KUALA LUMPUR: The small and medium enterprise (SME) community, including youth, women and online entrepreneurs, heaved a sigh relief upon hearing measures and incentives proposed under last Friday's 2013 Budget.
Malaysia SME chief executive officer Wayne Lim said the budget as a whole is in favour of micro SMEs and it encourages entrepreneurship and new start-ups.
Lim said the schemes, incentives and funds for hawkers, farmers, fishermen and those in the agriculture sector who are mostly micro entrepreneurs, will provide extra stability for micro businesses that form up to 80 per cent of total SMEs.
"These provisions will allow micro SMEs to remain and grow in a competitive business environment," he told Business Times.
Lim said more often than not, micro SMEs (who are less competitive than their larger counterparts) constantly face uncertainty in running their business and these incentives will give micro entrepreneurs peace of mind.
He also said the incentives for angel investors will encourage more established entrepreneurs to start looking at investing in new start-ups with high potential.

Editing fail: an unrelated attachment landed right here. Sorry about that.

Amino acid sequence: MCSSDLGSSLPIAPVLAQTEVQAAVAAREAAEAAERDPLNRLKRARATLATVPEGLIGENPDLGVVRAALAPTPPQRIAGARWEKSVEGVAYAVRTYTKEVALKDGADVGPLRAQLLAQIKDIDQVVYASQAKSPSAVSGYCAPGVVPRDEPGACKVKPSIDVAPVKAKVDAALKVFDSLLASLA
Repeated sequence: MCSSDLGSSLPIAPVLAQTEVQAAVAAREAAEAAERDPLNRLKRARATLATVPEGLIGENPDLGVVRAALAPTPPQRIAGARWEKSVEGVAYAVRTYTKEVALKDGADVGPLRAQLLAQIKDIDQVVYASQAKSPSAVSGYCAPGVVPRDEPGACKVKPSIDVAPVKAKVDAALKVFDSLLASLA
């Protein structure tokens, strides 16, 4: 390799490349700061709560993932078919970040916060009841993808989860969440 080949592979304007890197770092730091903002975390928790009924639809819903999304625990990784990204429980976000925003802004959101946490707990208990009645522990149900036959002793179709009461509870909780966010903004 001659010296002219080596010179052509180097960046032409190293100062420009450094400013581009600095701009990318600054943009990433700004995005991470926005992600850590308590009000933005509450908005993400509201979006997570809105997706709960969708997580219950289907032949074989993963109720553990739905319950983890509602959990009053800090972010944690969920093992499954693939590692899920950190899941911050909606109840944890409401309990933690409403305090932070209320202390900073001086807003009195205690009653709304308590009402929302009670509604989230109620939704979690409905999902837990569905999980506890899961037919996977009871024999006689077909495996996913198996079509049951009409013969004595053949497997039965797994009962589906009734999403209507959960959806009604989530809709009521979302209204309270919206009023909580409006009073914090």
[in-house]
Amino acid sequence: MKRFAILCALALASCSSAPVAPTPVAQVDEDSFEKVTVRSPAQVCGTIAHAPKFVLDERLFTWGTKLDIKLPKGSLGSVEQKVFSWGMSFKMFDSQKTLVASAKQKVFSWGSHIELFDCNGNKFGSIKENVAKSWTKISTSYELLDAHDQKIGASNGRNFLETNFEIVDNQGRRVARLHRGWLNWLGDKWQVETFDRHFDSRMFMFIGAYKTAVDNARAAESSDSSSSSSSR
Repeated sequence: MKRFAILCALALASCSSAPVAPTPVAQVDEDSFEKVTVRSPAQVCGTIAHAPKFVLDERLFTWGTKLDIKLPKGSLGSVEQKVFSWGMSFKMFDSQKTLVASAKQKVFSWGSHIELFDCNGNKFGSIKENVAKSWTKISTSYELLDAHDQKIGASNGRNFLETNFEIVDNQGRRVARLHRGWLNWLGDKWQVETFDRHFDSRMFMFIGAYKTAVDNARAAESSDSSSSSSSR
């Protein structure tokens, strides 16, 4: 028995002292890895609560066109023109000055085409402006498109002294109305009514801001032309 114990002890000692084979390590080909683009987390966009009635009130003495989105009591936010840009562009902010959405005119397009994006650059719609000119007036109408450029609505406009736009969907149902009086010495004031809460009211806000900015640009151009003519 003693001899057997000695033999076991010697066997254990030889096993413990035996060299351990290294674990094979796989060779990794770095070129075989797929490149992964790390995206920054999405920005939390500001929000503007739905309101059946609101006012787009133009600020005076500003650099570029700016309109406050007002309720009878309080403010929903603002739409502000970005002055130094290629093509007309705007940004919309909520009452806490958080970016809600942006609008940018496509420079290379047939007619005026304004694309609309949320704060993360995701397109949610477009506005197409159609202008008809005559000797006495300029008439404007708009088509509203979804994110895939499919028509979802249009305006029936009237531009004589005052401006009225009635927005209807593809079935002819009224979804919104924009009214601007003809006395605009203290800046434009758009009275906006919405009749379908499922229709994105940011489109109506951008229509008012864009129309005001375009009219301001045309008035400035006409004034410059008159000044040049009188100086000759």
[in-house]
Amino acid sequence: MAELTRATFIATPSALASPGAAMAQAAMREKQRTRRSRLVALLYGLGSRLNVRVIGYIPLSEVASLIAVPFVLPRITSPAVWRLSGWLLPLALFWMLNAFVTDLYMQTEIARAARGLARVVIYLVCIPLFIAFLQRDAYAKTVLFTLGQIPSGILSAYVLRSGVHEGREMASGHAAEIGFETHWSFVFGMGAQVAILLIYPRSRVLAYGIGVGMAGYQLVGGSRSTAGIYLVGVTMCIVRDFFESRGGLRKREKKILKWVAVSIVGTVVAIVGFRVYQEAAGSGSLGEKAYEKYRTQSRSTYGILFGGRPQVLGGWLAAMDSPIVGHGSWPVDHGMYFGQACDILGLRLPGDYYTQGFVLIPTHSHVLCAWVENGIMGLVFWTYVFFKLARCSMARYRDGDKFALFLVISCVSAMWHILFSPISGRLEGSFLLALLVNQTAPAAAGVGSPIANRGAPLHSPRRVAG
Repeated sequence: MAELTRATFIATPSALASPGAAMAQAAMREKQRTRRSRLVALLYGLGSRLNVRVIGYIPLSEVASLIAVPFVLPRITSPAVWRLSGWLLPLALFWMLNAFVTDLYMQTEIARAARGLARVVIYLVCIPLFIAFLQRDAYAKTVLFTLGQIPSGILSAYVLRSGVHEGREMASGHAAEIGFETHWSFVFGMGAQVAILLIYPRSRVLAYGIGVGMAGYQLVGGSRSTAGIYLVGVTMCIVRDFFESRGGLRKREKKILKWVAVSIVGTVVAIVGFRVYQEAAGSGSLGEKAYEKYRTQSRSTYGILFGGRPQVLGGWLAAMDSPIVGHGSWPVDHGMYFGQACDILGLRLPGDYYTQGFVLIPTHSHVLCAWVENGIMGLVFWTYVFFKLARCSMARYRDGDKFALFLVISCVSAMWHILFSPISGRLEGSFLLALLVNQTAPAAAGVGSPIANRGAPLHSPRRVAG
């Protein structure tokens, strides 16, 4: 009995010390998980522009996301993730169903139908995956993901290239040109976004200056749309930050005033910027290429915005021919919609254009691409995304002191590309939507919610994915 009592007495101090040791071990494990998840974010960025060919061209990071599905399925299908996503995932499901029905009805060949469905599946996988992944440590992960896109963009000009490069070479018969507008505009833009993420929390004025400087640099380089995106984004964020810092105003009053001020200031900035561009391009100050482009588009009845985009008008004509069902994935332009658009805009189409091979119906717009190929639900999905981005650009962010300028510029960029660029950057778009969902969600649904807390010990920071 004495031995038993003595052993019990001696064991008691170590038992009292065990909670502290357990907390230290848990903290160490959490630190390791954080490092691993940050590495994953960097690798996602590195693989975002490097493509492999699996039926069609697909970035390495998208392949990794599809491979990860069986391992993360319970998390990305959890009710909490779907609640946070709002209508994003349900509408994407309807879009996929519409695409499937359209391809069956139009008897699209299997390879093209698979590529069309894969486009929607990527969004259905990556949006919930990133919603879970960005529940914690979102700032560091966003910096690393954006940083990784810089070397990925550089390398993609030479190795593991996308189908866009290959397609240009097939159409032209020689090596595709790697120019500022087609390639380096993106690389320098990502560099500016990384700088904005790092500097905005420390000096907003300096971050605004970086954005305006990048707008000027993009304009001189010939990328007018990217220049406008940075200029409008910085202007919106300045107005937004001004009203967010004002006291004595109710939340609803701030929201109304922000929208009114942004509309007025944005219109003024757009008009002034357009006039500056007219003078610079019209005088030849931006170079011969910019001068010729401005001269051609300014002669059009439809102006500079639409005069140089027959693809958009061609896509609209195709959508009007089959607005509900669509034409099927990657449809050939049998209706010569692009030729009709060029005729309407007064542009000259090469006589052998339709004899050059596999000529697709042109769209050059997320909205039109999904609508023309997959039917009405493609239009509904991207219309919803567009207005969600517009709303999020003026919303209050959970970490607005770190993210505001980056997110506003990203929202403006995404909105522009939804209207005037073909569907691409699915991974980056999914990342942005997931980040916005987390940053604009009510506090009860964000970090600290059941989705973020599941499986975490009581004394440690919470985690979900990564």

Symantec Malaysia has welcomed the government's strong measures in accelerating the growth and expansion of SMEs.
Its country director, Alex Ong said it is evident that the government has taken into consideration the needs of various groups in the country and ensures that each are taken care of through different initiatives and programmes.
"Examples include the grant for women entrepreneur to promote their business online, the New Entrepreneur Foundation (NEF)'s assistance in providing training and guidance programmes for the young ICT entrepreneur and the Bumiputera Financing Fund for Bumiputera SMEs," he said.
Ong also said the company welcomes the allocation of RM30 million to drive the implementation of the recently unveiled SME Masterplan, which set high targets for Malaysian SMEs.
Meanwhile, Rakuten Online Shopping president and chief executive officer Masaya Ueno said there is a strong potential to help small and medium enterprises in Malaysia grow by bringing their businesses online.
He said the allocation under the Get Malaysian Business Online Programme (GMBO), aimed at assisting 50,000 entrepreneurs particularly women, stands out.
"This would encourage more companies to take their businesses online and utilise e-commerce as a tool in growing their businesses," he said.
Ueno is also of a view that e-commerce can be an effective tool to help Malaysian business to continue expanding their customer base in newer markets and exploring untapped global trade opportunities.